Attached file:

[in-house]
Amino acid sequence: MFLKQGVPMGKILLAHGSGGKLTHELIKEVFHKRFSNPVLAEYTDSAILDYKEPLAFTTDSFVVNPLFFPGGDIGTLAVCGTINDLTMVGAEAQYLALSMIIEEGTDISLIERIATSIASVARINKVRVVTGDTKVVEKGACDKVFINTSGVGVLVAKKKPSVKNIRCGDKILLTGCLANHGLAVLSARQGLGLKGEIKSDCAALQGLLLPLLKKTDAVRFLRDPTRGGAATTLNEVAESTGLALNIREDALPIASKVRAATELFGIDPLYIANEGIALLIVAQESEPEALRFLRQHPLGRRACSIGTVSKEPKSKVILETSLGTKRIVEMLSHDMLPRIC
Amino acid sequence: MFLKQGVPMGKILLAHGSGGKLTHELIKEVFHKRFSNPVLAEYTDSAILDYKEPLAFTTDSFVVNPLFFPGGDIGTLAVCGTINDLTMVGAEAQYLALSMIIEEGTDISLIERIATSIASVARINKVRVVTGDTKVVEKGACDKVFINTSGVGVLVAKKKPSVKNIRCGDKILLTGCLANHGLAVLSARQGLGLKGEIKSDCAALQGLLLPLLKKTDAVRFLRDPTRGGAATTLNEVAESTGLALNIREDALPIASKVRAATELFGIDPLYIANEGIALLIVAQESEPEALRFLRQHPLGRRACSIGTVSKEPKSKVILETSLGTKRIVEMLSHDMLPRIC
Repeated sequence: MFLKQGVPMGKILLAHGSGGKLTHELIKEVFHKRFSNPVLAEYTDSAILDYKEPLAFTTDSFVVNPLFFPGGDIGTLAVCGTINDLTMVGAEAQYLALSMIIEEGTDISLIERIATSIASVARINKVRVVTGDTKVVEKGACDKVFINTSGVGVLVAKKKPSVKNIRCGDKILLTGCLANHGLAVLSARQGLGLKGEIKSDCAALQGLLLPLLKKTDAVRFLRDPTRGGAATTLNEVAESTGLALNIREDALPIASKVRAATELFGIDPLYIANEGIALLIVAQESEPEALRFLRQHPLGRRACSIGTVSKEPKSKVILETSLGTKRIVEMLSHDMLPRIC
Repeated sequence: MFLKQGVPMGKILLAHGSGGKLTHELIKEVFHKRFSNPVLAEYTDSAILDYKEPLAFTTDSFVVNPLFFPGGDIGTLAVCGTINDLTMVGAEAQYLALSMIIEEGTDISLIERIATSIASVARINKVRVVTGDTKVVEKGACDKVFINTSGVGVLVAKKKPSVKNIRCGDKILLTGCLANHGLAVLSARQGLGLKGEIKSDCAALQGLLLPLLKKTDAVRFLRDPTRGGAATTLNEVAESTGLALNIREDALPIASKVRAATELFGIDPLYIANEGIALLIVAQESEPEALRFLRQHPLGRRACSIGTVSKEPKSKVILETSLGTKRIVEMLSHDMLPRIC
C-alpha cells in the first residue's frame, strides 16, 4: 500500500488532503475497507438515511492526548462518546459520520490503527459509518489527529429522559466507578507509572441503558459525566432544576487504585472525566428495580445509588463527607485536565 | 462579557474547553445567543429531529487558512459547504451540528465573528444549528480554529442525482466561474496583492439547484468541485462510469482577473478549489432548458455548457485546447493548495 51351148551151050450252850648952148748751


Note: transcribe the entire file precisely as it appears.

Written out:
[in-house]
Amino acid sequence: MFLKQGVPMGKILLAHGSGGKLTHELIKEVFHKRFSNPVLAEYTDSAILDYKEPLAFTTDSFVVNPLFFPGGDIGTLAVCGTINDLTMVGAEAQYLALSMIIEEGTDISLIERIATSIASVARINKVRVVTGDTKVVEKGACDKVFINTSGVGVLVAKKKPSVKNIRCGDKILLTGCLANHGLAVLSARQGLGLKGEIKSDCAALQGLLLPLLKKTDAVRFLRDPTRGGAATTLNEVAESTGLALNIREDALPIASKVRAATELFGIDPLYIANEGIALLIVAQESEPEALRFLRQHPLGRRACSIGTVSKEPKSKVILETSLGTKRIVEMLSHDMLPRIC
Amino acid sequence: MFLKQGVPMGKILLAHGSGGKLTHELIKEVFHKRFSNPVLAEYTDSAILDYKEPLAFTTDSFVVNPLFFPGGDIGTLAVCGTINDLTMVGAEAQYLALSMIIEEGTDISLIERIATSIASVARINKVRVVTGDTKVVEKGACDKVFINTSGVGVLVAKKKPSVKNIRCGDKILLTGCLANHGLAVLSARQGLGLKGEIKSDCAALQGLLLPLLKKTDAVRFLRDPTRGGAATTLNEVAESTGLALNIREDALPIASKVRAATELFGIDPLYIANEGIALLIVAQESEPEALRFLRQHPLGRRACSIGTVSKEPKSKVILETSLGTKRIVEMLSHDMLPRIC
Repeated sequence: MFLKQGVPMGKILLAHGSGGKLTHELIKEVFHKRFSNPVLAEYTDSAILDYKEPLAFTTDSFVVNPLFFPGGDIGTLAVCGTINDLTMVGAEAQYLALSMIIEEGTDISLIERIATSIASVARINKVRVVTGDTKVVEKGACDKVFINTSGVGVLVAKKKPSVKNIRCGDKILLTGCLANHGLAVLSARQGLGLKGEIKSDCAALQGLLLPLLKKTDAVRFLRDPTRGGAATTLNEVAESTGLALNIREDALPIASKVRAATELFGIDPLYIANEGIALLIVAQESEPEALRFLRQHPLGRRACSIGTVSKEPKSKVILETSLGTKRIVEMLSHDMLPRIC
Repeated sequence: MFLKQGVPMGKILLAHGSGGKLTHELIKEVFHKRFSNPVLAEYTDSAILDYKEPLAFTTDSFVVNPLFFPGGDIGTLAVCGTINDLTMVGAEAQYLALSMIIEEGTDISLIERIATSIASVARINKVRVVTGDTKVVEKGACDKVFINTSGVGVLVAKKKPSVKNIRCGDKILLTGCLANHGLAVLSARQGLGLKGEIKSDCAALQGLLLPLLKKTDAVRFLRDPTRGGAATTLNEVAESTGLALNIREDALPIASKVRAATELFGIDPLYIANEGIALLIVAQESEPEALRFLRQHPLGRRACSIGTVSKEPKSKVILETSLGTKRIVEMLSHDMLPRIC
C-alpha cells in the first residue's frame, strides 16, 4: 500500500488532503475497507438515511492526548462518546459520520490503527459509518489527529429522559466507578507509572441503558459525566432544576487504585472525566428495580445509588463527607485536565 | 462579557474547553445567543429531529487558512459547504451540528465573528444549528480554529442525482466561474496583492439547484468541485462510469482577473478549489432548458455548457485546447493548495 51351148551151050450252850648952148748751